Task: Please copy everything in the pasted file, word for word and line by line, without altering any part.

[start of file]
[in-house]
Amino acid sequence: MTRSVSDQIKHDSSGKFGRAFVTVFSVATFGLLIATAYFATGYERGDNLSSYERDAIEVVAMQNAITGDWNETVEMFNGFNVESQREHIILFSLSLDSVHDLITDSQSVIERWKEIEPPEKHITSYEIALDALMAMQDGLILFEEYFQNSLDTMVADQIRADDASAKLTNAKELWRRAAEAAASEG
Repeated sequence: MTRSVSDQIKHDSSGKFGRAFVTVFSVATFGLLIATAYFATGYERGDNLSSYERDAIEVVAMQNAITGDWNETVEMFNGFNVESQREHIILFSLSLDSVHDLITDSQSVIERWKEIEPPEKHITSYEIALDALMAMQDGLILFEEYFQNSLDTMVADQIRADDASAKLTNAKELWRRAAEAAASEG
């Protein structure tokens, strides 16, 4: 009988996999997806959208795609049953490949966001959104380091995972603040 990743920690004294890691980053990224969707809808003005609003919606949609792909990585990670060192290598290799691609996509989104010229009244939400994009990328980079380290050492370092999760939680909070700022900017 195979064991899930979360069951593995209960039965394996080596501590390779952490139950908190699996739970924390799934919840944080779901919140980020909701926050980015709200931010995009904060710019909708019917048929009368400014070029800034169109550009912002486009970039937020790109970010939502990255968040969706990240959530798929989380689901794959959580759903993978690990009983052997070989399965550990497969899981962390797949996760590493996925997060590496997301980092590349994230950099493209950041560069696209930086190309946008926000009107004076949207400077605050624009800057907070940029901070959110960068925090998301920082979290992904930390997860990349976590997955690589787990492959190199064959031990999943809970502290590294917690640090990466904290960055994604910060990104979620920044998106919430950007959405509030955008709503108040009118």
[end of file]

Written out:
[in-house]
Amino acid sequence: MTRSVSDQIKHDSSGKFGRAFVTVFSVATFGLLIATAYFATGYERGDNLSSYERDAIEVVAMQNAITGDWNETVEMFNGFNVESQREHIILFSLSLDSVHDLITDSQSVIERWKEIEPPEKHITSYEIALDALMAMQDGLILFEEYFQNSLDTMVADQIRADDASAKLTNAKELWRRAAEAAASEG
Repeated sequence: MTRSVSDQIKHDSSGKFGRAFVTVFSVATFGLLIATAYFATGYERGDNLSSYERDAIEVVAMQNAITGDWNETVEMFNGFNVESQREHIILFSLSLDSVHDLITDSQSVIERWKEIEPPEKHITSYEIALDALMAMQDGLILFEEYFQNSLDTMVADQIRADDASAKLTNAKELWRRAAEAAASEG
């Protein structure tokens, strides 16, 4: 009988996999997806959208795609049953490949966001959104380091995972603040 990743920690004294890691980053990224969707809808003005609003919606949609792909990585990670060192290598290799691609996509989104010229009244939400994009990328980079380290050492370092999760939680909070700022900017 195979064991899930979360069951593995209960039965394996080596501590390779952490139950908190699996739970924390799934919840944080779901919140980020909701926050980015709200931010995009904060710019909708019917048929009368400014070029800034169109550009912002486009970039937020790109970010939502990255968040969706990240959530798929989380689901794959959580759903993978690990009983052997070989399965550990497969899981962390797949996760590493996925997060590496997301980092590349994230950099493209950041560069696209930086190309946008926000009107004076949207400077605050624009800057907070940029901070959110960068925090998301920082979290992904930390997860990349976590997955690589787990492959190199064959031990999943809970502290590294917690640090990466904290960055994604910060990104979620920044998106919430950007959405509030955008709503108040009118």